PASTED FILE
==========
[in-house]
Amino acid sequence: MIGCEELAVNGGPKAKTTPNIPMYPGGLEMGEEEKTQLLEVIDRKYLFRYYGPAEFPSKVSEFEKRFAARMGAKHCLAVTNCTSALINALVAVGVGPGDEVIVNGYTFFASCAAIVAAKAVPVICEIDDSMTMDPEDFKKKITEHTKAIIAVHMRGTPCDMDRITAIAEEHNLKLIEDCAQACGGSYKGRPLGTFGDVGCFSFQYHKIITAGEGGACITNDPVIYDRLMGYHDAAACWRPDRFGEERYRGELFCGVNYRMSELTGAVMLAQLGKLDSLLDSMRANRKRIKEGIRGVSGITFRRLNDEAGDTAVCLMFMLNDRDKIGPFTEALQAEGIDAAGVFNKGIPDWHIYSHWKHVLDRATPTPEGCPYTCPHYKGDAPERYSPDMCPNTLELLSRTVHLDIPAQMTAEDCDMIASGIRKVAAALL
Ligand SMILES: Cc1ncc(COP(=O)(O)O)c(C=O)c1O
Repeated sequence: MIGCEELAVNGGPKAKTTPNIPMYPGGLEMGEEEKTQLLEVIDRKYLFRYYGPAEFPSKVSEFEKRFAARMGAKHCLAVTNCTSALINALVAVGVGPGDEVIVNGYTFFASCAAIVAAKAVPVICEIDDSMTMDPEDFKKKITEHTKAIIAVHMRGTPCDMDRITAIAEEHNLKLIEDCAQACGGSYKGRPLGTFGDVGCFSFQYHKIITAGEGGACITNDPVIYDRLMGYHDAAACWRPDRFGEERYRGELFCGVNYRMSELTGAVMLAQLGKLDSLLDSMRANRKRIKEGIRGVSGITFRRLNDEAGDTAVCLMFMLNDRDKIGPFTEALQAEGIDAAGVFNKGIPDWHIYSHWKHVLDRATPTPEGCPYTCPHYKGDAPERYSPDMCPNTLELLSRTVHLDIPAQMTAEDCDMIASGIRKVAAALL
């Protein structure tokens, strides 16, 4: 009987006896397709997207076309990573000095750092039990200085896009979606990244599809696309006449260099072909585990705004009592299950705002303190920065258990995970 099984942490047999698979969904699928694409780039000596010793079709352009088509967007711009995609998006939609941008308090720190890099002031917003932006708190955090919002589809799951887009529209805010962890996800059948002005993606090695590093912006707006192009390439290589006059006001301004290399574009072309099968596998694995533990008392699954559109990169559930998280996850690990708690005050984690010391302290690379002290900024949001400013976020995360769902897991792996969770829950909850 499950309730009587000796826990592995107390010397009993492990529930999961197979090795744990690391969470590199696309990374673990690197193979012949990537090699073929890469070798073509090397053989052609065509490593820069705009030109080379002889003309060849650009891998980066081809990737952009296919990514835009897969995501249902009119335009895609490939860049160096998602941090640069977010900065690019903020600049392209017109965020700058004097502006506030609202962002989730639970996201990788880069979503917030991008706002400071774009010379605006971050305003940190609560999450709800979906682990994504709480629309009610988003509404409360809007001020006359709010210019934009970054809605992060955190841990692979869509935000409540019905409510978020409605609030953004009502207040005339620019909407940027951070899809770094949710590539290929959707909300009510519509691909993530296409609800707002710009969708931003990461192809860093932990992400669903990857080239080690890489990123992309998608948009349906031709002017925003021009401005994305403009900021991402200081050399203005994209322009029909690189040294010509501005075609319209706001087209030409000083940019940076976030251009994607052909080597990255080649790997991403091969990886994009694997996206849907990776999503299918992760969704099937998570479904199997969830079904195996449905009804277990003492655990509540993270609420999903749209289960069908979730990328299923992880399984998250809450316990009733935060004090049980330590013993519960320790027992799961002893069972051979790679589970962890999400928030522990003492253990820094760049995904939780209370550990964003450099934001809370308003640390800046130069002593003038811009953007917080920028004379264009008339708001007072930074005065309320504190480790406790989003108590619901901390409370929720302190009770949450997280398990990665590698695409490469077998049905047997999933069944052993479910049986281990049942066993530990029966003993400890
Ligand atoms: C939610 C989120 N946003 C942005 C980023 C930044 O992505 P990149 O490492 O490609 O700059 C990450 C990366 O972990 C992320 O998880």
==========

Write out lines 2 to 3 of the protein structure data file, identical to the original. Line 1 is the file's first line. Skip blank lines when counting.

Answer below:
Amino acid sequence: MIGCEELAVNGGPKAKTTPNIPMYPGGLEMGEEEKTQLLEVIDRKYLFRYYGPAEFPSKVSEFEKRFAARMGAKHCLAVTNCTSALINALVAVGVGPGDEVIVNGYTFFASCAAIVAAKAVPVICEIDDSMTMDPEDFKKKITEHTKAIIAVHMRGTPCDMDRITAIAEEHNLKLIEDCAQACGGSYKGRPLGTFGDVGCFSFQYHKIITAGEGGACITNDPVIYDRLMGYHDAAACWRPDRFGEERYRGELFCGVNYRMSELTGAVMLAQLGKLDSLLDSMRANRKRIKEGIRGVSGITFRRLNDEAGDTAVCLMFMLNDRDKIGPFTEALQAEGIDAAGVFNKGIPDWHIYSHWKHVLDRATPTPEGCPYTCPHYKGDAPERYSPDMCPNTLELLSRTVHLDIPAQMTAEDCDMIASGIRKVAAALL
Ligand SMILES: Cc1ncc(COP(=O)(O)O)c(C=O)c1O